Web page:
Connect with us

SOCIAL

Ukrainians can lock Facebook pages after ‘kill list’ fears

Published

on

Facebook hits anti-vaccine campaign harassing doctors


© AFP Kirill KUDRYAVTSEV

People in Ukraine can lock down their Facebook pages as a security measure, the platform said Thursday, following warnings Russia was creating lists of Ukranians to kill after its invasion.

Users are able to block people they don’t know from downloading and sharing their profile photo or seeing their posts, a tool the company also deployed after Afghanistan fell to the Taliban last year.

The announcement comes after the United States warned the United Nations this week of “credible information that indicates Russian forces are creating lists of identified Ukrainians to be killed or sent to camps following a military occupation.”

Invading Russian forces moved in Wednesday and were pressing deep into Ukraine, claiming dozens of lives and raising the prospect Moscow will march on Kyiv as the West imposed punishing sanctions in response.

Facebook said it has a team monitoring the situation, and has rolled out the account-locking feature in response.

“This is a one-click tool for people in Ukraine to lock down their account,” Nathaniel Gleicher, Facebook’s head of security policy, tweeted.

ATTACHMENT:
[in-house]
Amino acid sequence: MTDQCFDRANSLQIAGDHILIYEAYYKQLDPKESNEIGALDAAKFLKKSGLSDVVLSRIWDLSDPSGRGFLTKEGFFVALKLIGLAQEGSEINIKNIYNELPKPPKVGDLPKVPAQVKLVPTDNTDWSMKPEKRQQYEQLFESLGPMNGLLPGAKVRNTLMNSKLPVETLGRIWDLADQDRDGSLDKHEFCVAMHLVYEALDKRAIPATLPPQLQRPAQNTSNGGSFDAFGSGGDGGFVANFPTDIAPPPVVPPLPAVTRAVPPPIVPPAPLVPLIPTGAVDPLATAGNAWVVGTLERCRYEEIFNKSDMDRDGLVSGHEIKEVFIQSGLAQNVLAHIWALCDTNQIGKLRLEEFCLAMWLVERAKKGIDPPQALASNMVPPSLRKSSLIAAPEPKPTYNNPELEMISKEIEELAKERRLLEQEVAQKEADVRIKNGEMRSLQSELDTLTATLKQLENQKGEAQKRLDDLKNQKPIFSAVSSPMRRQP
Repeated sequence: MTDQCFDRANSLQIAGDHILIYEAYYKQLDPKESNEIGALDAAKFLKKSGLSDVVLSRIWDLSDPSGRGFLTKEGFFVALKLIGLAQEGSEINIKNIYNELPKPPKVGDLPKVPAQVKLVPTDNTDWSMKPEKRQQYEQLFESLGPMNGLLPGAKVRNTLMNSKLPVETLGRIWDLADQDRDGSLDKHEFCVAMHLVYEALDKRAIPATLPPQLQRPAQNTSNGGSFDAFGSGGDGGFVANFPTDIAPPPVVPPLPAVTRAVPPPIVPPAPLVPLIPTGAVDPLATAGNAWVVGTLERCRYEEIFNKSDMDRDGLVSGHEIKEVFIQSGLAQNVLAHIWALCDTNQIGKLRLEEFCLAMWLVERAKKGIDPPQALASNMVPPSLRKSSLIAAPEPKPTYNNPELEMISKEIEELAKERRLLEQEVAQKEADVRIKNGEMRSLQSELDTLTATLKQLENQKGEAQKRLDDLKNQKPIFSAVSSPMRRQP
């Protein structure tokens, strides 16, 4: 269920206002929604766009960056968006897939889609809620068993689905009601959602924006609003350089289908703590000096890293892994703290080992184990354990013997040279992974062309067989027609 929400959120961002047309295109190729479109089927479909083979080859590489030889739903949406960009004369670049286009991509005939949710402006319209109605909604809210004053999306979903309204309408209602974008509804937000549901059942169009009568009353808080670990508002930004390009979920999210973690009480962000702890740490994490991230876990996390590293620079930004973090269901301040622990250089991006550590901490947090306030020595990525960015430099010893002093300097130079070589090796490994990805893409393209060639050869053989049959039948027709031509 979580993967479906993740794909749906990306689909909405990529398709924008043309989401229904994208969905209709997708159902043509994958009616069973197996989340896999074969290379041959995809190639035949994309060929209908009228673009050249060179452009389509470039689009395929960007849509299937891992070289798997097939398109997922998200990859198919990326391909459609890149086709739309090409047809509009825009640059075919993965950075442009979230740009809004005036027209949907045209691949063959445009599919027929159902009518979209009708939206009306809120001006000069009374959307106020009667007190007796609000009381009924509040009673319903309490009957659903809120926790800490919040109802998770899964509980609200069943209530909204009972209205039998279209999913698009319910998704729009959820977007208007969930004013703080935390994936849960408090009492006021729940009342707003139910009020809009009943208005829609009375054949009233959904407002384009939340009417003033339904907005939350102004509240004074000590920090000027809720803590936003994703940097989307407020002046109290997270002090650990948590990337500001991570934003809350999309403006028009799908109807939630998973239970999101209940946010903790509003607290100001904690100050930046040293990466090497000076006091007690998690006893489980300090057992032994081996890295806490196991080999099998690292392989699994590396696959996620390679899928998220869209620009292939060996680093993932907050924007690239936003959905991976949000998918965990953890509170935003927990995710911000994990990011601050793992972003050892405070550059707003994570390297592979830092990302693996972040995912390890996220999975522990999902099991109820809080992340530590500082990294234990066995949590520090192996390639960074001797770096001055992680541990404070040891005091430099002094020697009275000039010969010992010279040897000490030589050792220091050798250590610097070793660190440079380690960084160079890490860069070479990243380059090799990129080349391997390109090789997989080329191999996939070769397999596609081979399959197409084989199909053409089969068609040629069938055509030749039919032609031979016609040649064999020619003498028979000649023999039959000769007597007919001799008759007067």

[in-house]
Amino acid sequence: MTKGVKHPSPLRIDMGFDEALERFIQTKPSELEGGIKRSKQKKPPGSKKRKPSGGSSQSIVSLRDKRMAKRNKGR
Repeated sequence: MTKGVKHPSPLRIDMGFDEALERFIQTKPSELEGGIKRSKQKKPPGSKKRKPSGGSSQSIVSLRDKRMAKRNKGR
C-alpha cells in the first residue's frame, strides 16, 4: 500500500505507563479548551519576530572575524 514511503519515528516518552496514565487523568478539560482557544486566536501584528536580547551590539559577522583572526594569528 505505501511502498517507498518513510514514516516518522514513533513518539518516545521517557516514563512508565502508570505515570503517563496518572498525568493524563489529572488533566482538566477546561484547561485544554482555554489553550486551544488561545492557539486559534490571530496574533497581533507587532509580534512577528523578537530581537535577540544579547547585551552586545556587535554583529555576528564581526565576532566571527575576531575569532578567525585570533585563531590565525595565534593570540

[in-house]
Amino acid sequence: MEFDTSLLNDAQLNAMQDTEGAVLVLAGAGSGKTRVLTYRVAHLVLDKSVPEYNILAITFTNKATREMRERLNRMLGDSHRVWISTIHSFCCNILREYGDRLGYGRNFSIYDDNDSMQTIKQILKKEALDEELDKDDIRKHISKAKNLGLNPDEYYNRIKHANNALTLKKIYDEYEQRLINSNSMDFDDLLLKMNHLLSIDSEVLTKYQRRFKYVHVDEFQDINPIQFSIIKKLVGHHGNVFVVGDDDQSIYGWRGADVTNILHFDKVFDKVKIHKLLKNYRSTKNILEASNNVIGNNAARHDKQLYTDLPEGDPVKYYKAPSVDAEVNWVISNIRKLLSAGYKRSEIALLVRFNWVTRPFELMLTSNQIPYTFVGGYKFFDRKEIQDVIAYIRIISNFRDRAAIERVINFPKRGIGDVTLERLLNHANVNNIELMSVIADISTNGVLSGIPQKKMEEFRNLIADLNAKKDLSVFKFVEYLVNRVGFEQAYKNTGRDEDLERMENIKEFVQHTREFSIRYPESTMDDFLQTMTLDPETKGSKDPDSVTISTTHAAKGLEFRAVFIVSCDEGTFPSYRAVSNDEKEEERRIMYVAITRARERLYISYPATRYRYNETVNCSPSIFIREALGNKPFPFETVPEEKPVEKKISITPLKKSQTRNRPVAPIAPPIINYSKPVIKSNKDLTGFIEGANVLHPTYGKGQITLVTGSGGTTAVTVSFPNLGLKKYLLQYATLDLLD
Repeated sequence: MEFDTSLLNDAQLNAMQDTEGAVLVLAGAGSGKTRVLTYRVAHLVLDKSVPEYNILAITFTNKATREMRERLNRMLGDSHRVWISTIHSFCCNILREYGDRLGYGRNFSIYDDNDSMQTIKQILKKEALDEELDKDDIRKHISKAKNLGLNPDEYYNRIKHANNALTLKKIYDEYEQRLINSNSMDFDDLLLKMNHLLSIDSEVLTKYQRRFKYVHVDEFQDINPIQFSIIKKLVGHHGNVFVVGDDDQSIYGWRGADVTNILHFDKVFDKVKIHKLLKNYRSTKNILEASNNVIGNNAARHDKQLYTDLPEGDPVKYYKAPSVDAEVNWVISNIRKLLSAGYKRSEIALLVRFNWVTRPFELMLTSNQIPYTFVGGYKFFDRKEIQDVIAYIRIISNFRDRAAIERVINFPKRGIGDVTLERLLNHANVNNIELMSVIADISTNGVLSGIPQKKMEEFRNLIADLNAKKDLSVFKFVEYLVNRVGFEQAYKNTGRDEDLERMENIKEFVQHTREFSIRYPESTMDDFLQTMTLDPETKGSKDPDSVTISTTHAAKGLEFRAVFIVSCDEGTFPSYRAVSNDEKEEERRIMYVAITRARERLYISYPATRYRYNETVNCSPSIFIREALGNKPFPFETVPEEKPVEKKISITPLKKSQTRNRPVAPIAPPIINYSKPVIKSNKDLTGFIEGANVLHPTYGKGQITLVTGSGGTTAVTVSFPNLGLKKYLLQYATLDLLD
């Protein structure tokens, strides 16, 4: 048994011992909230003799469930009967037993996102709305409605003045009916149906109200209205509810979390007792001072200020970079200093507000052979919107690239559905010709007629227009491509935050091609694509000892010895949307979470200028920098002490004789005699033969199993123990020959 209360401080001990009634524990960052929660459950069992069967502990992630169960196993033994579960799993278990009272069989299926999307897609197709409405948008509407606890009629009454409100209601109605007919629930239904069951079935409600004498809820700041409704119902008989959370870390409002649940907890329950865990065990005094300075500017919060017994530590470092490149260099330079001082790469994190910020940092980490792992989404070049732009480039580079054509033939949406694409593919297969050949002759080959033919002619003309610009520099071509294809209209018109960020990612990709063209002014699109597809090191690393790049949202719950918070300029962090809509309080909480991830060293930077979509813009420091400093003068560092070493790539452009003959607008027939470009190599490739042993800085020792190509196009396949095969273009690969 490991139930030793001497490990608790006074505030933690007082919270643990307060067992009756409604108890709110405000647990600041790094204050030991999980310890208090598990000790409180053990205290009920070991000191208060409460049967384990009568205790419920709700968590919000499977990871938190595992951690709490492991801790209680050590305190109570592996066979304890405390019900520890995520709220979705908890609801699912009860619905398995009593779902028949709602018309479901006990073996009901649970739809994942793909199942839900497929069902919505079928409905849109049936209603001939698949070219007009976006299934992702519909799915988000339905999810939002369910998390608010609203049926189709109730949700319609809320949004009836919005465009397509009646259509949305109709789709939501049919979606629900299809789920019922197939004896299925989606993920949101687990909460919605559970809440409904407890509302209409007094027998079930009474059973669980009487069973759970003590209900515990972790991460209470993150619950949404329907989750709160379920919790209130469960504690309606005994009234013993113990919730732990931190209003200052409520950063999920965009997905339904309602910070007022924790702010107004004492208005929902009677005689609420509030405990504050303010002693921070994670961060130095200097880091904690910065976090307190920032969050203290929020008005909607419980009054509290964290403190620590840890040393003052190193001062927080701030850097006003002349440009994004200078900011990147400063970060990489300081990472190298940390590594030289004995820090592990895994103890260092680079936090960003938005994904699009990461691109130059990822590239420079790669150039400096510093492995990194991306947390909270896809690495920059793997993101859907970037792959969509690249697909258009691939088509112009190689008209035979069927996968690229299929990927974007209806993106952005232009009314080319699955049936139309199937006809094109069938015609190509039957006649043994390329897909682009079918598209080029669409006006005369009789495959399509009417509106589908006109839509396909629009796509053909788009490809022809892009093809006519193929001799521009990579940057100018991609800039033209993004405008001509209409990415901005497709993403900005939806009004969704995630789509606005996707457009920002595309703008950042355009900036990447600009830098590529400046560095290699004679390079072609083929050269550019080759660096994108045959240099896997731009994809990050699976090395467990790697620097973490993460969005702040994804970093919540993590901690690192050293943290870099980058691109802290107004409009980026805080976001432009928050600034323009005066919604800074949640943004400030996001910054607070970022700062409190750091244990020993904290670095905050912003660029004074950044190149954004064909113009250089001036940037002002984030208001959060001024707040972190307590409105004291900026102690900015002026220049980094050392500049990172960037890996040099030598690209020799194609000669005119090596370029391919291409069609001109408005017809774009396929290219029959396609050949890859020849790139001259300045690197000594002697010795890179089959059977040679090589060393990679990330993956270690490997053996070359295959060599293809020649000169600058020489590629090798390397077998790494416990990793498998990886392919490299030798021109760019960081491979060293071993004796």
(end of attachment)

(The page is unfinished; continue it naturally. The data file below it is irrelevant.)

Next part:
Advertisement

The company was fiercely criticized during a recent whistleblower scandal, in which the social media giant was accused of putting growth over the safety of the billions of users on its platforms.

Facebook’s parent Meta has moved to pivot to its metaverse vision for the internet, but worries over the firm’s future prospects have led to a historic drop in its value.



Source link

SOCIAL

UK eyes big TikTok fine over child privacy lapse

Published

on

Image: – © AFP Kazuhiro NOGI

Britain on Monday warned it could fine TikTok £27 million ($29 million) over a potential failure to protect children’s privacy on the Chinese-owned video app.

The Information Commissioner’s Office said the social media company “may have processed the data of children under the age of 13 without appropriate parental consent”.

The ICO also found that the short-form video platform may have “failed to provide proper information to its users in a concise, transparent and easily understood way”.

The watchdog has served the group with a notice of intent — which is a legal document that precedes a possible fine — over the possible breach of UK data protection law.

“We all want children to be able to learn and experience the digital world, but with proper data privacy protections,” said Information Commissioner John Edwards.

“Companies providing digital services have a legal duty to put those protections in place, but our provisional view is that TikTok fell short of meeting that requirement.”

Advertisement

In response, TikTok said it disagreed with the ICO’s provisional views and stressed that no final conclusions had been reached.

“While we respect the ICO’s role in safeguarding privacy in the UK, we disagree with the preliminary views expressed and intend to formally respond to the ICO in due course,” TikTok said in a statement.

Source link

Continue Reading

DON'T MISS ANY IMPORTANT NEWS!
Subscribe To our Newsletter
We promise not to spam you. Unsubscribe at any time.
Invalid email address

Trending

en_USEnglish